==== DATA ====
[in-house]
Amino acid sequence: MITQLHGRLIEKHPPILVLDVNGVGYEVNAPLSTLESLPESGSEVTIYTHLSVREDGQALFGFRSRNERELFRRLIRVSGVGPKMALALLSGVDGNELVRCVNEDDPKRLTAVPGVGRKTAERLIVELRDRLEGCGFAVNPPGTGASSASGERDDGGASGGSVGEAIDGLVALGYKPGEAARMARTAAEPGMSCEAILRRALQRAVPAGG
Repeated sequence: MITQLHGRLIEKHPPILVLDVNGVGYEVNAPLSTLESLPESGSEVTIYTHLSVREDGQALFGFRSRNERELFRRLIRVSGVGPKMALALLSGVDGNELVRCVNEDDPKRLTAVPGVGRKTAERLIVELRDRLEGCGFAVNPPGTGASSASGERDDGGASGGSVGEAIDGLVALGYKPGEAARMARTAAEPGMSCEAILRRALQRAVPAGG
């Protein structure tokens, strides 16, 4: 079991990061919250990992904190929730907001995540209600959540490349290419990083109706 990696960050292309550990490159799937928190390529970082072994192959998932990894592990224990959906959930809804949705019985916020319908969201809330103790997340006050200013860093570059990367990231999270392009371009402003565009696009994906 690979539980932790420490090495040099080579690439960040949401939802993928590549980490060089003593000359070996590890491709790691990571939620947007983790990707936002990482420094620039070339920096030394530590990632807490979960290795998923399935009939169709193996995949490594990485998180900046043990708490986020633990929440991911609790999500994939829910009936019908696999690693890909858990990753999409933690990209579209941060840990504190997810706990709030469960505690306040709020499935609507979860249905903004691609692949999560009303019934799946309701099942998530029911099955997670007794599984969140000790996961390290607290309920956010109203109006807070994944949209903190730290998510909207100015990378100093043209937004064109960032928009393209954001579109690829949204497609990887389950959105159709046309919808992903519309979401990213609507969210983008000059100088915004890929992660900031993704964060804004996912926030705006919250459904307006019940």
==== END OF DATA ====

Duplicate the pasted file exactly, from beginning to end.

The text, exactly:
[in-house]
Amino acid sequence: MITQLHGRLIEKHPPILVLDVNGVGYEVNAPLSTLESLPESGSEVTIYTHLSVREDGQALFGFRSRNERELFRRLIRVSGVGPKMALALLSGVDGNELVRCVNEDDPKRLTAVPGVGRKTAERLIVELRDRLEGCGFAVNPPGTGASSASGERDDGGASGGSVGEAIDGLVALGYKPGEAARMARTAAEPGMSCEAILRRALQRAVPAGG
Repeated sequence: MITQLHGRLIEKHPPILVLDVNGVGYEVNAPLSTLESLPESGSEVTIYTHLSVREDGQALFGFRSRNERELFRRLIRVSGVGPKMALALLSGVDGNELVRCVNEDDPKRLTAVPGVGRKTAERLIVELRDRLEGCGFAVNPPGTGASSASGERDDGGASGGSVGEAIDGLVALGYKPGEAARMARTAAEPGMSCEAILRRALQRAVPAGG
């Protein structure tokens, strides 16, 4: 079991990061919250990992904190929730907001995540209600959540490349290419990083109706 990696960050292309550990490159799937928190390529970082072994192959998932990894592990224990959906959930809804949705019985916020319908969201809330103790997340006050200013860093570059990367990231999270392009371009402003565009696009994906 690979539980932790420490090495040099080579690439960040949401939802993928590549980490060089003593000359070996590890491709790691990571939620947007983790990707936002990482420094620039070339920096030394530590990632807490979960290795998923399935009939169709193996995949490594990485998180900046043990708490986020633990929440991911609790999500994939829910009936019908696999690693890909858990990753999409933690990209579209941060840990504190997810706990709030469960505690306040709020499935609507979860249905903004691609692949999560009303019934799946309701099942998530029911099955997670007794599984969140000790996961390290607290309920956010109203109006807070994944949209903190730290998510909207100015990378100093043209937004064109960032928009393209954001579109690829949204497609990887389950959105159709046309919808992903519309979401990213609507969210983008000059100088915004890929992660900031993704964060804004996912926030705006919250459904307006019940």